Tyler, The Creator takes his recent emotional outpourings on the road, creates North American tour with Vince Staples

This post was originally published on this site

Tyler, The Creator’s latest album Flower Boy (or Scum Fuck Flower Boy) has been deemed by numerous critical outlets (including this one) as a watershed in the maturation of the 26-year old rapper, who’s otherwise received tons of arguably justified flack for lyrics that flirt (at the very least) with the line demarcating creative expression and outright homophobia and misogyny. The album’s production and musical cohesiveness have been objectively improved from his prior work, and Flower Boy is packed with introspection and a fragility previously unimaginable. Thank you for finally letting us in, Tyler! Thank you!

Hmm. Maybe he’ll soon be able to say the same to the countries that not-so-quietly saw it fit to prevent his entry?

Well…until that time comes (or doesn’t), fans local to the United States will be able to enjoy (or decry) an upcoming winter tour that’s set to begin at the end of January 2018. Support notably comes from Vince Staples and Taco throughout the tour, which naturally skews toward the major cities.

You know the drill: peep some memory-jogging clips in order to solidify and/or reevaluate your recent stance on the guy, then see if you can picture yourself in attendance at one of the dates below.

Tyler, The Creator, Vince Staples, & Taco:

01.26.18 – Vancouver, BC – PNE Forum
01.27.18 – Portland, OR – Memorial Coliseum
01.29.18 – San Francisco, CA – The Armory
01.31.18 – Sacramento, CA – Memorial Auditorium
02.02.18 – San Diego, CA – Valley View Casino Center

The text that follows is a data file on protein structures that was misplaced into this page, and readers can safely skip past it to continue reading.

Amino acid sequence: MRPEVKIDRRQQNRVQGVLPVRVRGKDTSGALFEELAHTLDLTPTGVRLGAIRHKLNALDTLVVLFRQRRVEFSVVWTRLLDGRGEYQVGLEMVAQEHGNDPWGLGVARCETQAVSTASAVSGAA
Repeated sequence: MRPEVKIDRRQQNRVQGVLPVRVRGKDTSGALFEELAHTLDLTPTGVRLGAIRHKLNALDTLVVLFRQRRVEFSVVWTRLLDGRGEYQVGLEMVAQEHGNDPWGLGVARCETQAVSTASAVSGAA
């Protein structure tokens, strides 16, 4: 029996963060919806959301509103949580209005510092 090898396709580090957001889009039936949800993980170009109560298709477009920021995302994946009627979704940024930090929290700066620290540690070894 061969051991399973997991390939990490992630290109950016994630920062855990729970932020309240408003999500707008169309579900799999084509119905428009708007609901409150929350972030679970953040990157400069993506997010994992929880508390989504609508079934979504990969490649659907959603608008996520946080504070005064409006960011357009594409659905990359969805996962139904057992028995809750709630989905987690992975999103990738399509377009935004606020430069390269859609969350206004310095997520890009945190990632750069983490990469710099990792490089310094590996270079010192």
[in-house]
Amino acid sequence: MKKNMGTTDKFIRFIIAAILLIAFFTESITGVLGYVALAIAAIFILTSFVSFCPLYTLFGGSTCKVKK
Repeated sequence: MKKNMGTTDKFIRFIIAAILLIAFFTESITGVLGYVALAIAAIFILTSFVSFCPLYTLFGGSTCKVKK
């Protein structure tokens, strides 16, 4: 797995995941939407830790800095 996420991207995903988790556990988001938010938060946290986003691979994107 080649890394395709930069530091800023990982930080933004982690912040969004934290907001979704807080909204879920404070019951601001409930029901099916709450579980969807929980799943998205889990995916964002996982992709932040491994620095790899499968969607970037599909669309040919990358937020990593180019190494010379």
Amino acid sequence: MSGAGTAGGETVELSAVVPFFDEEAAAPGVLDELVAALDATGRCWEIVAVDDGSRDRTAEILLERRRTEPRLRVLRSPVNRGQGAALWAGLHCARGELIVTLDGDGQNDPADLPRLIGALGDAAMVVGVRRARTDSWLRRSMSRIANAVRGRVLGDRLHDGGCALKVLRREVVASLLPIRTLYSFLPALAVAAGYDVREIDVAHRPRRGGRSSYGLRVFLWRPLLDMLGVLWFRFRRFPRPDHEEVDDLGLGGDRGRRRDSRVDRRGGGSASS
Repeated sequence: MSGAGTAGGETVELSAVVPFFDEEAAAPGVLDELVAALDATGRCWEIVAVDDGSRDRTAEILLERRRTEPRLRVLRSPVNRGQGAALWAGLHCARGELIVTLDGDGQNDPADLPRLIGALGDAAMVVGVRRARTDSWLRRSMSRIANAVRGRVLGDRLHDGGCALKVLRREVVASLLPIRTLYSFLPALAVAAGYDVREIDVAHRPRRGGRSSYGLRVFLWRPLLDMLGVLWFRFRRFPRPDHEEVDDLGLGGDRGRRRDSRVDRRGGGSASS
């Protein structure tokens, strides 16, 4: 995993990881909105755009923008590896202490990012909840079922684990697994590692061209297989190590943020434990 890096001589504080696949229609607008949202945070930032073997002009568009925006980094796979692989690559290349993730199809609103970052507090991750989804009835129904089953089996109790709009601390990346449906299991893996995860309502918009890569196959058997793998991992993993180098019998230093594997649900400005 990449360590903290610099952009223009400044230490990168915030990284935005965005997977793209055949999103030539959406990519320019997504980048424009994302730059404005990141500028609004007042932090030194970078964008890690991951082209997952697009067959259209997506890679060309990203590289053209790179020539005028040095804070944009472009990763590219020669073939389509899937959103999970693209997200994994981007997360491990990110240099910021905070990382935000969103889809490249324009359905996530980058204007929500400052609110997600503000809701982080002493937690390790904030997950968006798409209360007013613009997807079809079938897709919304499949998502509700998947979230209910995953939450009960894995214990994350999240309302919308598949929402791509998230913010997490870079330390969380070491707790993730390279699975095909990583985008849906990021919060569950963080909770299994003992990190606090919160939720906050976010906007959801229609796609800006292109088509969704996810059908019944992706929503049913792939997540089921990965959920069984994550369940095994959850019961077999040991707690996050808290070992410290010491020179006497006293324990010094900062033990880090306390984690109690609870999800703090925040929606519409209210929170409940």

02.03.18 – Tempe, AZ – Marquee Theatre
02.06.18 – Denver, CO – 1stBank Center
02.07.18 – Kansas City, MO – Arvest Bank Theatre
02.08.18 – Dallas, TX – Bomb Factory
02.10.18 – Atlanta, GA – World Congress Center
02.12.18 – Miami, FL – James L. Knight Center
02.13.18 – Orlando, FL – Orlando Amphitheatre
02.15.18 – Philly, PA – Liacouras Center
02.17.18 – Toronto, ON – Ricoh Coliseum
02.18.18 – Montreal, QC – MTELUS
02.20.18 – Pittsburgh, PA – Stage AE
02.21.18 – Rochester, NY – Main Street Armory
02.23.18 – New York, NY – The Theater at MSG
02.25.18 – Washington D.C. – The Anthem
02.27.18 – Detroit, MI – Masonic Temple Theatre
03.01.18 – Madison, WI – Alliant Energy Center
03.02.18 – Chicago, IL – Aragon Ballroom
03.04.18 – Milwaukee, WI – Eagles Ballroom

Hear Vince Staples Freestyle Over YBN Nahmir’s “Rubbin Off The Paint”

This post was originally published on this site

Vince Staples had a big day on Twitter on Saturday. It started with a since-deleted tweet that Eminem’s anti-Trump freestyle at the BET Hip-Hop Awards was “trash.” All day long, Staples insisted that he likes Eminem but that he expects more from him. And since he’s Vince Staples, he was funny as hell when … More »